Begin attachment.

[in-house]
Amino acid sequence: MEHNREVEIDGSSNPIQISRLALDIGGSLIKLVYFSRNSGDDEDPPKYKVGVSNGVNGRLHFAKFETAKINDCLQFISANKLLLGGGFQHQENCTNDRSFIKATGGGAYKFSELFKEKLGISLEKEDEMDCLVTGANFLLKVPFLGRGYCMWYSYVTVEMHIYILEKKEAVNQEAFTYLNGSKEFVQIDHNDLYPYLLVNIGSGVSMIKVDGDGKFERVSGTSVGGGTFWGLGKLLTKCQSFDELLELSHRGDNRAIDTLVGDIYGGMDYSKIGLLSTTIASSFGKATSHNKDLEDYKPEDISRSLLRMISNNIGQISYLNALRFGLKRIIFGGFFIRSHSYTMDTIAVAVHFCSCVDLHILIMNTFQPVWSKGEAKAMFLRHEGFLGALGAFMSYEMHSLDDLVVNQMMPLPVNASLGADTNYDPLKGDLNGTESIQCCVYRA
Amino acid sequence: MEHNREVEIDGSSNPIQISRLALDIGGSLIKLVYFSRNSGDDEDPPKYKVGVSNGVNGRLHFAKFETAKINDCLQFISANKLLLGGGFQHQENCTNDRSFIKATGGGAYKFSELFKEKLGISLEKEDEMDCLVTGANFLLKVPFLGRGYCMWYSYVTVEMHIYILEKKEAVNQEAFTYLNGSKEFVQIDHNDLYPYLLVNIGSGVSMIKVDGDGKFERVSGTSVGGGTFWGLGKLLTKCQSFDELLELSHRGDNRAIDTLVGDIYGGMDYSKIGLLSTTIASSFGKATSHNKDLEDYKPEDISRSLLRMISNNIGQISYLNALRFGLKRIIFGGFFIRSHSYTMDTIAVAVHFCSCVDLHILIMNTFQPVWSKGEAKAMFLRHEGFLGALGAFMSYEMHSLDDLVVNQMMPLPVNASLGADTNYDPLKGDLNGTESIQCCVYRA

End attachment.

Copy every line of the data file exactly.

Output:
[in-house]
Amino acid sequence: MEHNREVEIDGSSNPIQISRLALDIGGSLIKLVYFSRNSGDDEDPPKYKVGVSNGVNGRLHFAKFETAKINDCLQFISANKLLLGGGFQHQENCTNDRSFIKATGGGAYKFSELFKEKLGISLEKEDEMDCLVTGANFLLKVPFLGRGYCMWYSYVTVEMHIYILEKKEAVNQEAFTYLNGSKEFVQIDHNDLYPYLLVNIGSGVSMIKVDGDGKFERVSGTSVGGGTFWGLGKLLTKCQSFDELLELSHRGDNRAIDTLVGDIYGGMDYSKIGLLSTTIASSFGKATSHNKDLEDYKPEDISRSLLRMISNNIGQISYLNALRFGLKRIIFGGFFIRSHSYTMDTIAVAVHFCSCVDLHILIMNTFQPVWSKGEAKAMFLRHEGFLGALGAFMSYEMHSLDDLVVNQMMPLPVNASLGADTNYDPLKGDLNGTESIQCCVYRA
Amino acid sequence: MEHNREVEIDGSSNPIQISRLALDIGGSLIKLVYFSRNSGDDEDPPKYKVGVSNGVNGRLHFAKFETAKINDCLQFISANKLLLGGGFQHQENCTNDRSFIKATGGGAYKFSELFKEKLGISLEKEDEMDCLVTGANFLLKVPFLGRGYCMWYSYVTVEMHIYILEKKEAVNQEAFTYLNGSKEFVQIDHNDLYPYLLVNIGSGVSMIKVDGDGKFERVSGTSVGGGTFWGLGKLLTKCQSFDELLELSHRGDNRAIDTLVGDIYGGMDYSKIGLLSTTIASSFGKATSHNKDLEDYKPEDISRSLLRMISNNIGQISYLNALRFGLKRIIFGGFFIRSHSYTMDTIAVAVHFCSCVDLHILIMNTFQPVWSKGEAKAMFLRHEGFLGALGAFMSYEMHSLDDLVVNQMMPLPVNASLGADTNYDPLKGDLNGTESIQCCVYRA